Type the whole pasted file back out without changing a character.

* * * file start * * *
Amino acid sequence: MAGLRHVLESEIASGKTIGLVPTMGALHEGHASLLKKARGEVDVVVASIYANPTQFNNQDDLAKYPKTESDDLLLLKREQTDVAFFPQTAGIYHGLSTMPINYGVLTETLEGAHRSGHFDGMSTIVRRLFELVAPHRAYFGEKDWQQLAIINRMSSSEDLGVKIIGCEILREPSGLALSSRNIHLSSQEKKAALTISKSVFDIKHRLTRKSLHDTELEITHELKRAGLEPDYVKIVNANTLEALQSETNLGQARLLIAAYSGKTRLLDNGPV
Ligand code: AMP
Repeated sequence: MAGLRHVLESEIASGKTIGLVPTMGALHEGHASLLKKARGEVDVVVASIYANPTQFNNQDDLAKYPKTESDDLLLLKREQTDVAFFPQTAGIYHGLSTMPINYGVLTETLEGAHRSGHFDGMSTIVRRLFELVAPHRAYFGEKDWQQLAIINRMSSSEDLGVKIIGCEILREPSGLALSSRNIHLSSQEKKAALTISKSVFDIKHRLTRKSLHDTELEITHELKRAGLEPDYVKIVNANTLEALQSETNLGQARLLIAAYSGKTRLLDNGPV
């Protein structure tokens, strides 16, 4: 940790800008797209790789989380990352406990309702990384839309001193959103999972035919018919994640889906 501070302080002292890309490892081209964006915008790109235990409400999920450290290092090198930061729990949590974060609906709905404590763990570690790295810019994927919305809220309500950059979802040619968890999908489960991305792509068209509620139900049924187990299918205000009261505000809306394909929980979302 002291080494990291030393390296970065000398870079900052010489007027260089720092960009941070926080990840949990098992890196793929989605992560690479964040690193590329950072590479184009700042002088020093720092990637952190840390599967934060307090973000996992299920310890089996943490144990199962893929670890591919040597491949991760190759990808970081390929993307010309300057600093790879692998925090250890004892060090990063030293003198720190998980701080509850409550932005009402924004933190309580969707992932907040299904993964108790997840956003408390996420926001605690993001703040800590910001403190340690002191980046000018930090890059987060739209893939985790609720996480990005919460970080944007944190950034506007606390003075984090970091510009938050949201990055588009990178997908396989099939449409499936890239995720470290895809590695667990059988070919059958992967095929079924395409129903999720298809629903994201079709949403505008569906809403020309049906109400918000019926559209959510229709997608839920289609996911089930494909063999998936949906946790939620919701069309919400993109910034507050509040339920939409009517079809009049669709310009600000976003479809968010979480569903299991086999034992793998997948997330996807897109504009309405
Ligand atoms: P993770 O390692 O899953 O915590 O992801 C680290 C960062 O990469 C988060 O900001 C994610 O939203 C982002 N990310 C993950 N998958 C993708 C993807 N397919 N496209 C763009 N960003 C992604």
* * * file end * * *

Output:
Amino acid sequence: MAGLRHVLESEIASGKTIGLVPTMGALHEGHASLLKKARGEVDVVVASIYANPTQFNNQDDLAKYPKTESDDLLLLKREQTDVAFFPQTAGIYHGLSTMPINYGVLTETLEGAHRSGHFDGMSTIVRRLFELVAPHRAYFGEKDWQQLAIINRMSSSEDLGVKIIGCEILREPSGLALSSRNIHLSSQEKKAALTISKSVFDIKHRLTRKSLHDTELEITHELKRAGLEPDYVKIVNANTLEALQSETNLGQARLLIAAYSGKTRLLDNGPV
Ligand code: AMP
Repeated sequence: MAGLRHVLESEIASGKTIGLVPTMGALHEGHASLLKKARGEVDVVVASIYANPTQFNNQDDLAKYPKTESDDLLLLKREQTDVAFFPQTAGIYHGLSTMPINYGVLTETLEGAHRSGHFDGMSTIVRRLFELVAPHRAYFGEKDWQQLAIINRMSSSEDLGVKIIGCEILREPSGLALSSRNIHLSSQEKKAALTISKSVFDIKHRLTRKSLHDTELEITHELKRAGLEPDYVKIVNANTLEALQSETNLGQARLLIAAYSGKTRLLDNGPV
């Protein structure tokens, strides 16, 4: 940790800008797209790789989380990352406990309702990384839309001193959103999972035919018919994640889906 501070302080002292890309490892081209964006915008790109235990409400999920450290290092090198930061729990949590974060609906709905404590763990570690790295810019994927919305809220309500950059979802040619968890999908489960991305792509068209509620139900049924187990299918205000009261505000809306394909929980979302 002291080494990291030393390296970065000398870079900052010489007027260089720092960009941070926080990840949990098992890196793929989605992560690479964040690193590329950072590479184009700042002088020093720092990637952190840390599967934060307090973000996992299920310890089996943490144990199962893929670890591919040597491949991760190759990808970081390929993307010309300057600093790879692998925090250890004892060090990063030293003198720190998980701080509850409550932005009402924004933190309580969707992932907040299904993964108790997840956003408390996420926001605690993001703040800590910001403190340690002191980046000018930090890059987060739209893939985790609720996480990005919460970080944007944190950034506007606390003075984090970091510009938050949201990055588009990178997908396989099939449409499936890239995720470290895809590695667990059988070919059958992967095929079924395409129903999720298809629903994201079709949403505008569906809403020309049906109400918000019926559209959510229709997608839920289609996911089930494909063999998936949906946790939620919701069309919400993109910034507050509040339920939409009517079809009049669709310009600000976003479809968010979480569903299991086999034992793998997948997330996807897109504009309405
Ligand atoms: P993770 O390692 O899953 O915590 O992801 C680290 C960062 O990469 C988060 O900001 C994610 O939203 C982002 N990310 C993950 N998958 C993708 C993807 N397919 N496209 C763009 N960003 C992604």